Server Fault is a question and answer site for system and network administrators. Join them; it only takes a minute:

Sign up
Here's how it works:
  1. Anybody can ask a question
  2. Anybody can answer
  3. The best answers are voted up and rise to the top

I am not an admin, but a programmer. But how it is, if you're the only guy who knows about computers, everyone shoves those tasks to you.

A certificate of a domain recently expired. The domains are managed using Plesk 11, on a Linux system, Apache2.2. I was given a new certificate from the host, and it is one single .pem file. However, Plesk asks me for a .crt file, a private key and some CA file. I have neither, only this single .pem file the host claims to be the certificate.

Since I myself never did anything with SSL certificates, I would really appreciate if anyone can tell me what to do with this file and how to properly add a new one so the old one can be removed.

share|improve this question

closed as off-topic by HopelessN00b Jan 14 '15 at 7:59

  • This question does not appear to be about server, networking, or related infrastructure administration within the scope defined in the help center.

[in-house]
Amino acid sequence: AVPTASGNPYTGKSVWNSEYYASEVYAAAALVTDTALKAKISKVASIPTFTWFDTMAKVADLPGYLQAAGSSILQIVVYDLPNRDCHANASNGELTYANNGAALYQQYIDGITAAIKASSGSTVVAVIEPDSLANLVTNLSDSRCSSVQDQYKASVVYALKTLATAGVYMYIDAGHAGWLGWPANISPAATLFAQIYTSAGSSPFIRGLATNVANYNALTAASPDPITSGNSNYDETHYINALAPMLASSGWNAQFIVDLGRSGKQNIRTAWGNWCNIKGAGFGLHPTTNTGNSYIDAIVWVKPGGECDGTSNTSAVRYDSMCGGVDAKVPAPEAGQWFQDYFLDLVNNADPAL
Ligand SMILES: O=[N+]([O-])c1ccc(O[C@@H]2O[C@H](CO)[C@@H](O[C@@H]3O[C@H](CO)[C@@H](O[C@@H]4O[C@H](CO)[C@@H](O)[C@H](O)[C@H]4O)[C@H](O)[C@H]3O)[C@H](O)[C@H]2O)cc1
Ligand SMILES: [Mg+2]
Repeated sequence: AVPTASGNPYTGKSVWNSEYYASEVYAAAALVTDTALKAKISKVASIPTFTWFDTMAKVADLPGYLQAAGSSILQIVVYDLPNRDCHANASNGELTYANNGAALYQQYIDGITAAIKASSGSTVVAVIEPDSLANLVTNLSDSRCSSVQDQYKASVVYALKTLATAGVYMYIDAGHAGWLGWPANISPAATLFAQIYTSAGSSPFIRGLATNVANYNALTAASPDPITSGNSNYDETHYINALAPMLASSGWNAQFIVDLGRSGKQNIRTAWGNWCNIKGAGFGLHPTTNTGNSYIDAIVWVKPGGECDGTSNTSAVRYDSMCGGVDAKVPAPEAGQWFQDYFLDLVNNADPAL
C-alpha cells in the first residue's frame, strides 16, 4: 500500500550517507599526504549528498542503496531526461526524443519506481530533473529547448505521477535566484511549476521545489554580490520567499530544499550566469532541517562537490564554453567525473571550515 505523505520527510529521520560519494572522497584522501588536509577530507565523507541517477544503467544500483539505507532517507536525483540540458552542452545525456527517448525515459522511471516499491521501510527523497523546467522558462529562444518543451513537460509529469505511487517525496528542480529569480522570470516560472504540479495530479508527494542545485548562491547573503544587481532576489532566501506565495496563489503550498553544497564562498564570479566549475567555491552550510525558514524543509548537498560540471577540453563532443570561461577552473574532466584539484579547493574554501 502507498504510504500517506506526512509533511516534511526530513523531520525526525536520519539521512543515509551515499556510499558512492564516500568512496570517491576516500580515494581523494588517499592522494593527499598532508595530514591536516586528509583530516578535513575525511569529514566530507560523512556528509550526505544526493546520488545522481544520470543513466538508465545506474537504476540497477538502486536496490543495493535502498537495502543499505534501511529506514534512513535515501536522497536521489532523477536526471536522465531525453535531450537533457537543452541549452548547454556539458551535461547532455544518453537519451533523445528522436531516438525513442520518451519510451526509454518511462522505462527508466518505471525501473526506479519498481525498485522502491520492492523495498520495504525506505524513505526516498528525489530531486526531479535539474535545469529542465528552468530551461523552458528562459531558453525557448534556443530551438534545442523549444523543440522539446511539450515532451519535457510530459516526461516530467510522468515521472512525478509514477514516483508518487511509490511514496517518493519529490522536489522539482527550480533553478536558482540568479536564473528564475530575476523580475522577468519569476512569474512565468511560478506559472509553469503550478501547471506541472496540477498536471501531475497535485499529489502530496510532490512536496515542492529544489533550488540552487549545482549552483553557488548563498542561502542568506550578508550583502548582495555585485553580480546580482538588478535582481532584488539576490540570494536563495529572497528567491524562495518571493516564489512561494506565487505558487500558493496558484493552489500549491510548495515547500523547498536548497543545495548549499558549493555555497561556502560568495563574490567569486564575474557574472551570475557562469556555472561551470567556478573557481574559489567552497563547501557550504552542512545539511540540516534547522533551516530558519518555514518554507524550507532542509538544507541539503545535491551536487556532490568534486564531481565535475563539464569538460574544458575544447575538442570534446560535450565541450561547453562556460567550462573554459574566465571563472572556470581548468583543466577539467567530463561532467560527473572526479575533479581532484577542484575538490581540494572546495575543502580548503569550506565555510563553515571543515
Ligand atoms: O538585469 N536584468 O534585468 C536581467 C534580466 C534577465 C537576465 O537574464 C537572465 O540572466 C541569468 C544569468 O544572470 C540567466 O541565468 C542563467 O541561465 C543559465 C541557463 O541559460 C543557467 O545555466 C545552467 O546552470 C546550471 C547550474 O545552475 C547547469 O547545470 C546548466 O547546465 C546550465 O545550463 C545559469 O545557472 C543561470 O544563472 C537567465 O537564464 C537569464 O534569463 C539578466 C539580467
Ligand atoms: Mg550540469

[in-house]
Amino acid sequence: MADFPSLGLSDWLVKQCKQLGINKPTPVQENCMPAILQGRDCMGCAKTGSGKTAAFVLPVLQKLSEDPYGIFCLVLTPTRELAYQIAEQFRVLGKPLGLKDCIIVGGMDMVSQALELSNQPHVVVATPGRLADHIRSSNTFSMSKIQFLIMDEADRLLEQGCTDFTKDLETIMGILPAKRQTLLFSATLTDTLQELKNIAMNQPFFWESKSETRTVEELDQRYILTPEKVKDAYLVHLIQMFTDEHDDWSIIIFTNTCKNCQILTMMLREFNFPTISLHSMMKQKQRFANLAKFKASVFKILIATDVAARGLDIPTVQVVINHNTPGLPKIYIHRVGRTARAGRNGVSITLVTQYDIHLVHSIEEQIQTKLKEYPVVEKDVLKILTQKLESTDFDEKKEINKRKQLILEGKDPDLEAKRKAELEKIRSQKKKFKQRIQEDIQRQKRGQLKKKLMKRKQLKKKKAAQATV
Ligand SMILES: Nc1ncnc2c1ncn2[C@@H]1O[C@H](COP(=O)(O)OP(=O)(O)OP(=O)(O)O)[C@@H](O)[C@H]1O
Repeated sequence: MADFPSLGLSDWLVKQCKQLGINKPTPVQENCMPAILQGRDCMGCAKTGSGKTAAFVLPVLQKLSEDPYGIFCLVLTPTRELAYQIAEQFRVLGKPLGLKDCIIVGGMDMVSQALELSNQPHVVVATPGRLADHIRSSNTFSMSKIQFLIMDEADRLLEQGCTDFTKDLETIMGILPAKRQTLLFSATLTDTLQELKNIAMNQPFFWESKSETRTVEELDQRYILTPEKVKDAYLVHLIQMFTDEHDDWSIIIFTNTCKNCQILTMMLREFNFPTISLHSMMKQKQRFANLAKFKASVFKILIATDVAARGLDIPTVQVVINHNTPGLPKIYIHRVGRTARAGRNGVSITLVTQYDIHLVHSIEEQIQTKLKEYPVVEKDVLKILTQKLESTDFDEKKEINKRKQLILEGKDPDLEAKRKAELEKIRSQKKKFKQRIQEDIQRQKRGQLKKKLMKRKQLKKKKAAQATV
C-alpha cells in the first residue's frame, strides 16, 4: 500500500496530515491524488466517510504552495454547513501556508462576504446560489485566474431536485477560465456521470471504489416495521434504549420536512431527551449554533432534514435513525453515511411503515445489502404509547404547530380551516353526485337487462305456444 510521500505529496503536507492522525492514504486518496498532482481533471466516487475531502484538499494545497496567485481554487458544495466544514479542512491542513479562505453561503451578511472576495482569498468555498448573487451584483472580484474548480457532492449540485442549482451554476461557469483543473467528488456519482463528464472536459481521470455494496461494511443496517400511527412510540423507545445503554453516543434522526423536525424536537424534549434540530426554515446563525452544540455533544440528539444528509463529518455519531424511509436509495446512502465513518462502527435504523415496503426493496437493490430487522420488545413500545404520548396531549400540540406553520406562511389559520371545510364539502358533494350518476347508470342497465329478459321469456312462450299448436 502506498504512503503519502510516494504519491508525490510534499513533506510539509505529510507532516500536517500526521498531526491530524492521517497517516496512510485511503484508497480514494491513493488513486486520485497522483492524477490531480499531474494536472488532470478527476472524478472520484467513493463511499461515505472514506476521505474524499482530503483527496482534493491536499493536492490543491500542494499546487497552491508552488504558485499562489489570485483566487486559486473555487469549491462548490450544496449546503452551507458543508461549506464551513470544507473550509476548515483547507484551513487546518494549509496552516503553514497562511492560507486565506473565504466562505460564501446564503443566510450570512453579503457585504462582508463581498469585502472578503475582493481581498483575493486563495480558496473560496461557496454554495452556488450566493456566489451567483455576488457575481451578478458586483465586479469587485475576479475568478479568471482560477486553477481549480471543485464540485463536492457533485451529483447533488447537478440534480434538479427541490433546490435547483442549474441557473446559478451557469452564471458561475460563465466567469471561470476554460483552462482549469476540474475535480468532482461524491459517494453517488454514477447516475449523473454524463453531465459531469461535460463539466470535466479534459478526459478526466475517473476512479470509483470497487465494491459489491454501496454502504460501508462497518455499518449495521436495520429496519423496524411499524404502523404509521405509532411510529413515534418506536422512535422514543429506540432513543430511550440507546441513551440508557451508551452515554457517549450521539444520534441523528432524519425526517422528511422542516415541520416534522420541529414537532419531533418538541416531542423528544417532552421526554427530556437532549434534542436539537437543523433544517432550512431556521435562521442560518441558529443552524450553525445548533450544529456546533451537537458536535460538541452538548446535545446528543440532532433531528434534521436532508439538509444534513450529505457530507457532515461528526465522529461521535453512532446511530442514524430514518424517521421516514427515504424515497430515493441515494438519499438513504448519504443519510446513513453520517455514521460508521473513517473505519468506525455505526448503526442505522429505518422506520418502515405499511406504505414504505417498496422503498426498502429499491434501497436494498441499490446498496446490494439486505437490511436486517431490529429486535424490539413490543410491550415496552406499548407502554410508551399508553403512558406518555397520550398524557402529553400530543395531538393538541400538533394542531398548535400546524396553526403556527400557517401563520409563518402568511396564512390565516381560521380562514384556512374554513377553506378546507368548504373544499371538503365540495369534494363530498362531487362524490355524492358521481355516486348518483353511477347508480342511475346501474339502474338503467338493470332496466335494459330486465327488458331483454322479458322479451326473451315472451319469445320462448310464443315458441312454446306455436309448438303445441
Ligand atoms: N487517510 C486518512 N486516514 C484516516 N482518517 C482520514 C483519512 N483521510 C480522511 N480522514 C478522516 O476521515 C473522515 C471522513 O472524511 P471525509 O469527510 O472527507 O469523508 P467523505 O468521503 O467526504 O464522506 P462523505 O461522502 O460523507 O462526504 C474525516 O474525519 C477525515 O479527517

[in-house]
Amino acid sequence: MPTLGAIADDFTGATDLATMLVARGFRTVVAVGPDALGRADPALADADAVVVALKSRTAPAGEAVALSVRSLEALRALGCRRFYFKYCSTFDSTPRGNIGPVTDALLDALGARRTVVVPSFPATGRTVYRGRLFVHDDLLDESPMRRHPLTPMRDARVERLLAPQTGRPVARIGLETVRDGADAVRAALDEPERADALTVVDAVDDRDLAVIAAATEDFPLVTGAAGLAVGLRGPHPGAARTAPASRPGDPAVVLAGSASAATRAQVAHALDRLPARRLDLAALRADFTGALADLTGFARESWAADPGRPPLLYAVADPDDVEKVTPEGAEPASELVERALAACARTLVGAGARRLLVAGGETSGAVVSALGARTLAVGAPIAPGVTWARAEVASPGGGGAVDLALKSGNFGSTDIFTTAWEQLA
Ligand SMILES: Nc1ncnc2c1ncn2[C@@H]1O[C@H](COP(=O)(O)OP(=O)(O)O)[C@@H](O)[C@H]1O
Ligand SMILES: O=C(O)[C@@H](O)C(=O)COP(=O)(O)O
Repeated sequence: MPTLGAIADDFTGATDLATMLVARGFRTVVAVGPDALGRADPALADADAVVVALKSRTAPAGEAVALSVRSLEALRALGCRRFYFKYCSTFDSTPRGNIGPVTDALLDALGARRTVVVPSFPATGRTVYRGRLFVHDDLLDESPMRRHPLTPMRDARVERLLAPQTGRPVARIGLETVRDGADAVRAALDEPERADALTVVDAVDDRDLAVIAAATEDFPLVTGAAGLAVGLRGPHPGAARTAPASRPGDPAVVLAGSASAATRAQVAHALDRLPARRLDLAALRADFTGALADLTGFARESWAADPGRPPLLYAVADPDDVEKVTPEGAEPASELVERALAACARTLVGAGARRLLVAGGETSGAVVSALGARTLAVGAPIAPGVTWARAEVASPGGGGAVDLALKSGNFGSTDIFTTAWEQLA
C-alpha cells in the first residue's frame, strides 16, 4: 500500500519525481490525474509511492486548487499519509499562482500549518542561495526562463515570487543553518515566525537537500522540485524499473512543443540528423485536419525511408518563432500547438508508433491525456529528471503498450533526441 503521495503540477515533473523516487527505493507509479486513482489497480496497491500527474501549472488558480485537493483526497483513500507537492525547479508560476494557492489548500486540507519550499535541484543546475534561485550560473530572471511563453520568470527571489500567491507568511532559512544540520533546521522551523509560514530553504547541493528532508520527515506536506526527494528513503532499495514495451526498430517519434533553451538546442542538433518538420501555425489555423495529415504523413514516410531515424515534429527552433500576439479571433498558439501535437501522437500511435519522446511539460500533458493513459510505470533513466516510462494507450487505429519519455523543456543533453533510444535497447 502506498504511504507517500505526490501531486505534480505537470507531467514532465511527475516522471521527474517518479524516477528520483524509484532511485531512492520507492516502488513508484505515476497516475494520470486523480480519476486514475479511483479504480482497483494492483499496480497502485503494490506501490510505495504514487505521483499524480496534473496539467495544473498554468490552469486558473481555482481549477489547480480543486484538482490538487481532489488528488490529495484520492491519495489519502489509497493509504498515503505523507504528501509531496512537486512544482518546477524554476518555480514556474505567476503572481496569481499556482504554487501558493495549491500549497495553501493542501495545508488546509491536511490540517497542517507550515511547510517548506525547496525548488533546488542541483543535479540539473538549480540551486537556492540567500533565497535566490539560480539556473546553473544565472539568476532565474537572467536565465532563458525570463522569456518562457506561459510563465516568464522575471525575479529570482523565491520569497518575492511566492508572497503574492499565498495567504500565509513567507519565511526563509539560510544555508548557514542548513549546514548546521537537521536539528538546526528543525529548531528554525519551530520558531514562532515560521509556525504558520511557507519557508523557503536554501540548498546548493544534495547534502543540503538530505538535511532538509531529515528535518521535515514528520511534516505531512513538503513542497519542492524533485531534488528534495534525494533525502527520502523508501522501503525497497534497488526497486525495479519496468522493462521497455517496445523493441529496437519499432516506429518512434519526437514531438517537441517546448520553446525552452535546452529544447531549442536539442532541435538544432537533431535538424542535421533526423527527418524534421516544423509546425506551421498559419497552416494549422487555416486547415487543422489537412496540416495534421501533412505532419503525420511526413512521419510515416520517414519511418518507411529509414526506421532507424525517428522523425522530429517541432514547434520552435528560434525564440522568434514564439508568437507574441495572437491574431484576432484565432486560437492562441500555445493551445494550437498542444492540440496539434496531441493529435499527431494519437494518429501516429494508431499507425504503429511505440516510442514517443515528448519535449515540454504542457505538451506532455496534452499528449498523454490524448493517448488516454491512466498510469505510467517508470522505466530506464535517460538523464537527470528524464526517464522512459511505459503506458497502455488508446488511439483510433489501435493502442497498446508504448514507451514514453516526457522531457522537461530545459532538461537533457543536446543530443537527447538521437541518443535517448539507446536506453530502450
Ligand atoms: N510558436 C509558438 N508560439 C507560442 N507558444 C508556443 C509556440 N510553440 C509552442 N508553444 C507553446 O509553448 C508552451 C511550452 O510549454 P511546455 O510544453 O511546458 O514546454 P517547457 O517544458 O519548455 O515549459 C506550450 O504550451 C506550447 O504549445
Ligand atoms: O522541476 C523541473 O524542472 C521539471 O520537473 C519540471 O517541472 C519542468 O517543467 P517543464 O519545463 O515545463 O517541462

If this question can be reworded to fit the rules in the help center, please edit the question.

This question appears to be off-topic because it is about working with a service provider's management interface, such as cPanel. – HopelessN00b Jan 14 '15 at 7:59
up vote 2 down vote accepted

It may happen that .pem file includes .crt inside. Just open it in text editor and see the content. If you see more than one pair of blocks like that, than that is it:

-----BEGIN ...-----


-----END ...-----

One block would be your private key ("PRIVATE KEY" string used in a header, i.e. "----- BEGIN PRIVATE KEY-----") and another one would be your certificate ("CERTIFICATE" string in a header, i.e. "----- BEGIN CERTIFICATE-----"). Just copy/paste these blocks into respective text ares in "Add Certificate" and you should be fine. Be sure that you include BEGIN and END lines when copy/paste.

CA file is really optional.

share|improve this answer
I have only the ----- BEGIN CERTIFICATE----- in it. No private key. – Lambda Dusk Dec 7 '12 at 19:04
Then I think the host has to look for the private key. Maybe it can be reclaimed from an authority issuing the certificate. – Sergey L Dec 13 '12 at 13:14

Not the answer you're looking for? Browse other questions tagged or ask your own question.